It is a slightly bitter irony that given what we have experienced from the weather in recent days, and indeed weeks, that the first reading at the weekday masses this past week has been the story of Noah and the flood! And yet there is more than just irony there. The missal has many options for masses to be said in particular occasions of need, and one of them is “for an end of storms.” Its opening prayer asks: “that the stilling of fearsome storms may turn a powerful menace into an occasion to praise you.”
At the heart of that prayer is a call to see in all the events of the world the hand of the One who rules all things and whom we trust is always working for our greatest good. That isn’t always easy. Events like the cyclone, and even more terrible ones – such as the earthquake that destroyed most of the churches of Lisbon in 1755 when so many of the faithful were at Sunday mass, or the Boxing Day tsunami in 2004 – can cause doubts in the best of us.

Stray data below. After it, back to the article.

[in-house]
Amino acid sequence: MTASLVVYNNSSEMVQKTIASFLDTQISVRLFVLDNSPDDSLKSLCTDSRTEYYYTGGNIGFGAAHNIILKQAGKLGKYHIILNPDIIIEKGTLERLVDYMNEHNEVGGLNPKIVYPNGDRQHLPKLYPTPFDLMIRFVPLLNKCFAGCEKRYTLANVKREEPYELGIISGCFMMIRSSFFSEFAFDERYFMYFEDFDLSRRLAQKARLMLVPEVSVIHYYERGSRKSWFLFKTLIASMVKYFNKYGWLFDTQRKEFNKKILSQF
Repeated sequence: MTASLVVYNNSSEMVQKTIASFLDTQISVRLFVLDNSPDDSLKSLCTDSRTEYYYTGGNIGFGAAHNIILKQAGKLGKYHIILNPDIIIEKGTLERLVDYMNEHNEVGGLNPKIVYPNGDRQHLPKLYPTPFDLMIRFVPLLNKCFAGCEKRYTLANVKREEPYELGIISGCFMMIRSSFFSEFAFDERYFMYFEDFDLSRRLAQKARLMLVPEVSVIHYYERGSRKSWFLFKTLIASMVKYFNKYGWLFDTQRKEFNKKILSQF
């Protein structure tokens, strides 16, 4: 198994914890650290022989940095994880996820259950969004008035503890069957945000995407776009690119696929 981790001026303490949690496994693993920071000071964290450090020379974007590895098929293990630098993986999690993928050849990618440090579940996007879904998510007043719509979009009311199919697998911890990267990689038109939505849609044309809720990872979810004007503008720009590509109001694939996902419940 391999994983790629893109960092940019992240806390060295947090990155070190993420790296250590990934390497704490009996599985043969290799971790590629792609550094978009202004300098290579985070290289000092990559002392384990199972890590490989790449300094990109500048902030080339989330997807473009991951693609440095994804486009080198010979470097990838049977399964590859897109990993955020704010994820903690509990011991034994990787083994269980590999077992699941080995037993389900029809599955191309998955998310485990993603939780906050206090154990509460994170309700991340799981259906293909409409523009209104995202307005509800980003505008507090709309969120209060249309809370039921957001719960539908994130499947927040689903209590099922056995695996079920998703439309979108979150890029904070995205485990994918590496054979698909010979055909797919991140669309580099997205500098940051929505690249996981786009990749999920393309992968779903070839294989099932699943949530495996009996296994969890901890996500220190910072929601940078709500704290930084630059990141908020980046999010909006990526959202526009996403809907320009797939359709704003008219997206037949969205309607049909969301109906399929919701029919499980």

However, the flawed nature of creation as we experience it is not the will of God. The whole order of creation shares in the effects of the fall and, like us, awaits the remaking of all things. These events should firstly cause us to pray for the coming of the “new heaven and new earth” the scriptures promise.
But the link between the fall and the imperfection of the world as we know it should also cause us to reflect on this Sunday’s Gospel. In the heart of his moral teaching Our Lord calls us to, like God, respond to the evil we experience with love. To return good for evil. If we hear that call to pray for and love those who sin against us, how much more are we called to seek the good of those who experience the dark side of the natural world.
The Lord’s call to aim for perfection finds both its greatest challenge and its greatest opportunity when we experience harm – from others and from the world generally. Let us pray that we may as individuals and as a community respond to the call to love today.
Fr Chris Denham